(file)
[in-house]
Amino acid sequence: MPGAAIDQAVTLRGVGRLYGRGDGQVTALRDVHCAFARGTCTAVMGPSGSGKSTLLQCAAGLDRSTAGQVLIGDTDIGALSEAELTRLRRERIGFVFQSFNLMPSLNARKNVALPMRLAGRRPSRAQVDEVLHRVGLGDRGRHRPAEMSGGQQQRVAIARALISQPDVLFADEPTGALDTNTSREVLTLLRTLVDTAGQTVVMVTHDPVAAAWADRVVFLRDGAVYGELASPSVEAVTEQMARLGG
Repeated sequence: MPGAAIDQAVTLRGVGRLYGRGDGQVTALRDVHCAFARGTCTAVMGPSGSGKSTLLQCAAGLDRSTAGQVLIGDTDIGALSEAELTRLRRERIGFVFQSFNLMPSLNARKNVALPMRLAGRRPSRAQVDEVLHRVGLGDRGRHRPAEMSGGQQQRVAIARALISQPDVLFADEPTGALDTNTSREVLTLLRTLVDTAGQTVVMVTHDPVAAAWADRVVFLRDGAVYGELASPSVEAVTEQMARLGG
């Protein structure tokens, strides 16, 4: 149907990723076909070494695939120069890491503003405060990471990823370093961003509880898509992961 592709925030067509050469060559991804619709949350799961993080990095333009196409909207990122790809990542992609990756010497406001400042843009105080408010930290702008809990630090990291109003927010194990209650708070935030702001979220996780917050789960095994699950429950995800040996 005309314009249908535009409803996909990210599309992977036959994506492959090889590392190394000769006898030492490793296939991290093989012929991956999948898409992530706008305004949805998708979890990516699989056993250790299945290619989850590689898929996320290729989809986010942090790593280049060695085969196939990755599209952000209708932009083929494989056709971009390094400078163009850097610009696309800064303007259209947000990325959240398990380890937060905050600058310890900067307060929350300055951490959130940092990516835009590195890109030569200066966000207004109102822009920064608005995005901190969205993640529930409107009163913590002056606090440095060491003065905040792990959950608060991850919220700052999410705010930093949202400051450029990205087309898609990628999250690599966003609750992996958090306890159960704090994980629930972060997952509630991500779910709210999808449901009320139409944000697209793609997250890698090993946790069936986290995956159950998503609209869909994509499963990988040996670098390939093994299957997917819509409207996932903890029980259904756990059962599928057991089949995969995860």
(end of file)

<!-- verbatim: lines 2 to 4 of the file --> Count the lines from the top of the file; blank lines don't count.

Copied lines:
Amino acid sequence: MPGAAIDQAVTLRGVGRLYGRGDGQVTALRDVHCAFARGTCTAVMGPSGSGKSTLLQCAAGLDRSTAGQVLIGDTDIGALSEAELTRLRRERIGFVFQSFNLMPSLNARKNVALPMRLAGRRPSRAQVDEVLHRVGLGDRGRHRPAEMSGGQQQRVAIARALISQPDVLFADEPTGALDTNTSREVLTLLRTLVDTAGQTVVMVTHDPVAAAWADRVVFLRDGAVYGELASPSVEAVTEQMARLGG
Repeated sequence: MPGAAIDQAVTLRGVGRLYGRGDGQVTALRDVHCAFARGTCTAVMGPSGSGKSTLLQCAAGLDRSTAGQVLIGDTDIGALSEAELTRLRRERIGFVFQSFNLMPSLNARKNVALPMRLAGRRPSRAQVDEVLHRVGLGDRGRHRPAEMSGGQQQRVAIARALISQPDVLFADEPTGALDTNTSREVLTLLRTLVDTAGQTVVMVTHDPVAAAWADRVVFLRDGAVYGELASPSVEAVTEQMARLGG
């Protein structure tokens, strides 16, 4: 149907990723076909070494695939120069890491503003405060990471990823370093961003509880898509992961 592709925030067509050469060559991804619709949350799961993080990095333009196409909207990122790809990542992609990756010497406001400042843009105080408010930290702008809990630090990291109003927010194990209650708070935030702001979220996780917050789960095994699950429950995800040996 005309314009249908535009409803996909990210599309992977036959994506492959090889590392190394000769006898030492490793296939991290093989012929991956999948898409992530706008305004949805998708979890990516699989056993250790299945290619989850590689898929996320290729989809986010942090790593280049060695085969196939990755599209952000209708932009083929494989056709971009390094400078163009850097610009696309800064303007259209947000990325959240398990380890937060905050600058310890900067307060929350300055951490959130940092990516835009590195890109030569200066966000207004109102822009920064608005995005901190969205993640529930409107009163913590002056606090440095060491003065905040792990959950608060991850919220700052999410705010930093949202400051450029990205087309898609990628999250690599966003609750992996958090306890159960704090994980629930972060997952509630991500779910709210999808449901009320139409944000697209793609997250890698090993946790069936986290995956159950998503609209869909994509499963990988040996670098390939093994299957997917819509409207996932903890029980259904756990059962599928057991089949995969995860």